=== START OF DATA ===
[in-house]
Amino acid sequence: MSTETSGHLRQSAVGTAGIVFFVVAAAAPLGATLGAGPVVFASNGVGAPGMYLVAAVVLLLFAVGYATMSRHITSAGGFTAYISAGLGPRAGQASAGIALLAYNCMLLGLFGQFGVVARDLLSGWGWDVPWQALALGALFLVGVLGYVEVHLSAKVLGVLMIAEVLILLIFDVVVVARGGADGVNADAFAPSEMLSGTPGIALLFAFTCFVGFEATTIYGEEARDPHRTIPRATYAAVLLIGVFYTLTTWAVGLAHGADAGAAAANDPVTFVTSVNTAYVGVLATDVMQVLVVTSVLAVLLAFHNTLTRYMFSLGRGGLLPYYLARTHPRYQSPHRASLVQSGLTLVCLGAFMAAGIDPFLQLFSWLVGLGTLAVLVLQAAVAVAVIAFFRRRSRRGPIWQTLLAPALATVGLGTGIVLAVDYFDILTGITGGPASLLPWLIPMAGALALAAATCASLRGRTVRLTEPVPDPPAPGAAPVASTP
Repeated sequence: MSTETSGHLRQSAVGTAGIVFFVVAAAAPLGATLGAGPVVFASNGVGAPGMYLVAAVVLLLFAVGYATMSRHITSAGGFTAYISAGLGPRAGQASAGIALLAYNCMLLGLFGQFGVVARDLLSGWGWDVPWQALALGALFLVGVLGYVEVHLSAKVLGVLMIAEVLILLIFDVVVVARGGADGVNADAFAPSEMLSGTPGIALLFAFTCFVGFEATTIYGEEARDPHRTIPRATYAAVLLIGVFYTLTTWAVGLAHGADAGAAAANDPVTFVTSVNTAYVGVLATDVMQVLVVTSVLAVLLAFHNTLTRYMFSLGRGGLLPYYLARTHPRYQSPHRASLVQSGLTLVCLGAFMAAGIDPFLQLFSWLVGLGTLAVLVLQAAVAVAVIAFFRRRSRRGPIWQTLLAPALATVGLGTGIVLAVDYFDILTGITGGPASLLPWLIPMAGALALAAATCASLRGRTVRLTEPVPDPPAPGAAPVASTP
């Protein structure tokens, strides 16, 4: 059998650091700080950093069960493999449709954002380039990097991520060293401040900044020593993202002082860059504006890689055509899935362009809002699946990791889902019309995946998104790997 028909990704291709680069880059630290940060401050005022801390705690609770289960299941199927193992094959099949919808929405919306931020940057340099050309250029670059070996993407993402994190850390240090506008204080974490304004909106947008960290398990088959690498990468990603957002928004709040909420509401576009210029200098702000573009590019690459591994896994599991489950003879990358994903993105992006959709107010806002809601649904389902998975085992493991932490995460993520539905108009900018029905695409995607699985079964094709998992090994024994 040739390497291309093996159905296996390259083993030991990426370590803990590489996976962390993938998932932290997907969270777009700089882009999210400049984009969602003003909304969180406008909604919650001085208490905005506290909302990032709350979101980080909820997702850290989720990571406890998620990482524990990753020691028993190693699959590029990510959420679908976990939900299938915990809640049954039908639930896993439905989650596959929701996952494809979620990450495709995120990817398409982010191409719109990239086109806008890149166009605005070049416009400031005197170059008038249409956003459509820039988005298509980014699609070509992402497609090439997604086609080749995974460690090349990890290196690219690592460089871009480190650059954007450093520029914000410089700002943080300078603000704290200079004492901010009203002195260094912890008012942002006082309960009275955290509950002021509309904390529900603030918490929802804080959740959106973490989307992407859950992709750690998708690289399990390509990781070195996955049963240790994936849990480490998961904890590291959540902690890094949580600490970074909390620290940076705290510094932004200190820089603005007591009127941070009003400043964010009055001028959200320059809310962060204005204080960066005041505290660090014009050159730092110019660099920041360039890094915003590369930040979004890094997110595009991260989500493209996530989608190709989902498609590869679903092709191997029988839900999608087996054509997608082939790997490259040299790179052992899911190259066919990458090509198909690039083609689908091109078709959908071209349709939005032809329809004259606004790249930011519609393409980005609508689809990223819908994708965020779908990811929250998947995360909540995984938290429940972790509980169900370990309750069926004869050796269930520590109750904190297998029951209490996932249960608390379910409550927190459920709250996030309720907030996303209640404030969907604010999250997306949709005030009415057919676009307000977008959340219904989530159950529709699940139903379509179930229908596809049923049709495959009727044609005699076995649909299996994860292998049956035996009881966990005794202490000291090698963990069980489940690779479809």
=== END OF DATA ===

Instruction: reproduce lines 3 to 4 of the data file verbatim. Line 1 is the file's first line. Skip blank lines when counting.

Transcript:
Repeated sequence: MSTETSGHLRQSAVGTAGIVFFVVAAAAPLGATLGAGPVVFASNGVGAPGMYLVAAVVLLLFAVGYATMSRHITSAGGFTAYISAGLGPRAGQASAGIALLAYNCMLLGLFGQFGVVARDLLSGWGWDVPWQALALGALFLVGVLGYVEVHLSAKVLGVLMIAEVLILLIFDVVVVARGGADGVNADAFAPSEMLSGTPGIALLFAFTCFVGFEATTIYGEEARDPHRTIPRATYAAVLLIGVFYTLTTWAVGLAHGADAGAAAANDPVTFVTSVNTAYVGVLATDVMQVLVVTSVLAVLLAFHNTLTRYMFSLGRGGLLPYYLARTHPRYQSPHRASLVQSGLTLVCLGAFMAAGIDPFLQLFSWLVGLGTLAVLVLQAAVAVAVIAFFRRRSRRGPIWQTLLAPALATVGLGTGIVLAVDYFDILTGITGGPASLLPWLIPMAGALALAAATCASLRGRTVRLTEPVPDPPAPGAAPVASTP
């Protein structure tokens, strides 16, 4: 059998650091700080950093069960493999449709954002380039990097991520060293401040900044020593993202002082860059504006890689055509899935362009809002699946990791889902019309995946998104790997 028909990704291709680069880059630290940060401050005022801390705690609770289960299941199927193992094959099949919808929405919306931020940057340099050309250029670059070996993407993402994190850390240090506008204080974490304004909106947008960290398990088959690498990468990603957002928004709040909420509401576009210029200098702000573009590019690459591994896994599991489950003879990358994903993105992006959709107010806002809601649904389902998975085992493991932490995460993520539905108009900018029905695409995607699985079964094709998992090994024994 040739390497291309093996159905296996390259083993030991990426370590803990590489996976962390993938998932932290997907969270777009700089882009999210400049984009969602003003909304969180406008909604919650001085208490905005506290909302990032709350979101980080909820997702850290989720990571406890998620990482524990990753020691028993190693699959590029990510959420679908976990939900299938915990809640049954039908639930896993439905989650596959929701996952494809979620990450495709995120990817398409982010191409719109990239086109806008890149166009605005070049416009400031005197170059008038249409956003459509820039988005298509980014699609070509992402497609090439997604086609080749995974460690090349990890290196690219690592460089871009480190650059954007450093520029914000410089700002943080300078603000704290200079004492901010009203002195260094912890008012942002006082309960009275955290509950002021509309904390529900603030918490929802804080959740959106973490989307992407859950992709750690998708690289399990390509990781070195996955049963240790994936849990480490998961904890590291959540902690890094949580600490970074909390620290940076705290510094932004200190820089603005007591009127941070009003400043964010009055001028959200320059809310962060204005204080960066005041505290660090014009050159730092110019660099920041360039890094915003590369930040979004890094997110595009991260989500493209996530989608190709989902498609590869679903092709191997029988839900999608087996054509997608082939790997490259040299790179052992899911190259066919990458090509198909690039083609689908091109078709959908071209349709939005032809329809004259606004790249930011519609393409980005609508689809990223819908994708965020779908990811929250998947995360909540995984938290429940972790509980169900370990309750069926004869050796269930520590109750904190297998029951209490996932249960608390379910409550927190459920709250996030309720907030996303209640404030969907604010999250997306949709005030009415057919676009307000977008959340219904989530159950529709699940139903379509179930229908596809049923049709495959009727044609005699076995649909299996994860292998049956035996009881966990005794202490000291090698963990069980489940690779479809």